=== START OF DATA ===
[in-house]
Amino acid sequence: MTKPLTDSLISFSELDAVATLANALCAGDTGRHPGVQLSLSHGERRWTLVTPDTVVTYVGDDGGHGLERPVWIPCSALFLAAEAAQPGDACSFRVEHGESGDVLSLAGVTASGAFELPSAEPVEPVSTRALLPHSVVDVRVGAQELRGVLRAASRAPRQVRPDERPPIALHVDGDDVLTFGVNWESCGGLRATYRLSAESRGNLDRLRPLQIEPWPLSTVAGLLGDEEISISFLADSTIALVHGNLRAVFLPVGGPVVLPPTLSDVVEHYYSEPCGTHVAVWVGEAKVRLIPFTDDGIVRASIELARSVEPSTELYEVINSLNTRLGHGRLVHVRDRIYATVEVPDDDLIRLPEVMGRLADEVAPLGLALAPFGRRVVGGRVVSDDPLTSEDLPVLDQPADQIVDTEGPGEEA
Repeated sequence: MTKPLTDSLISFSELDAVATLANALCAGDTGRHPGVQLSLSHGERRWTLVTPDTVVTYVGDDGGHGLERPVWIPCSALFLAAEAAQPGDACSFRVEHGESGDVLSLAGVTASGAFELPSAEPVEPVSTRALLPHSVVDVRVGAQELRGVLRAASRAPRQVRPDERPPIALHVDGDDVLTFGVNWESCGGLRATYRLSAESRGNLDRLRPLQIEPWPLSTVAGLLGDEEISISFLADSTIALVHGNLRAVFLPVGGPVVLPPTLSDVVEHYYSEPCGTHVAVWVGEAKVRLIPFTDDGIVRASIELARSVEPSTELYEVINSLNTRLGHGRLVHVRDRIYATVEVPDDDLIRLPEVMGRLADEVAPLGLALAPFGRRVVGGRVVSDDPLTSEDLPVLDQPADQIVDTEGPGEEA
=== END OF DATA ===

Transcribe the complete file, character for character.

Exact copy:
[in-house]
Amino acid sequence: MTKPLTDSLISFSELDAVATLANALCAGDTGRHPGVQLSLSHGERRWTLVTPDTVVTYVGDDGGHGLERPVWIPCSALFLAAEAAQPGDACSFRVEHGESGDVLSLAGVTASGAFELPSAEPVEPVSTRALLPHSVVDVRVGAQELRGVLRAASRAPRQVRPDERPPIALHVDGDDVLTFGVNWESCGGLRATYRLSAESRGNLDRLRPLQIEPWPLSTVAGLLGDEEISISFLADSTIALVHGNLRAVFLPVGGPVVLPPTLSDVVEHYYSEPCGTHVAVWVGEAKVRLIPFTDDGIVRASIELARSVEPSTELYEVINSLNTRLGHGRLVHVRDRIYATVEVPDDDLIRLPEVMGRLADEVAPLGLALAPFGRRVVGGRVVSDDPLTSEDLPVLDQPADQIVDTEGPGEEA
Repeated sequence: MTKPLTDSLISFSELDAVATLANALCAGDTGRHPGVQLSLSHGERRWTLVTPDTVVTYVGDDGGHGLERPVWIPCSALFLAAEAAQPGDACSFRVEHGESGDVLSLAGVTASGAFELPSAEPVEPVSTRALLPHSVVDVRVGAQELRGVLRAASRAPRQVRPDERPPIALHVDGDDVLTFGVNWESCGGLRATYRLSAESRGNLDRLRPLQIEPWPLSTVAGLLGDEEISISFLADSTIALVHGNLRAVFLPVGGPVVLPPTLSDVVEHYYSEPCGTHVAVWVGEAKVRLIPFTDDGIVRASIELARSVEPSTELYEVINSLNTRLGHGRLVHVRDRIYATVEVPDDDLIRLPEVMGRLADEVAPLGLALAPFGRRVVGGRVVSDDPLTSEDLPVLDQPADQIVDTEGPGEEA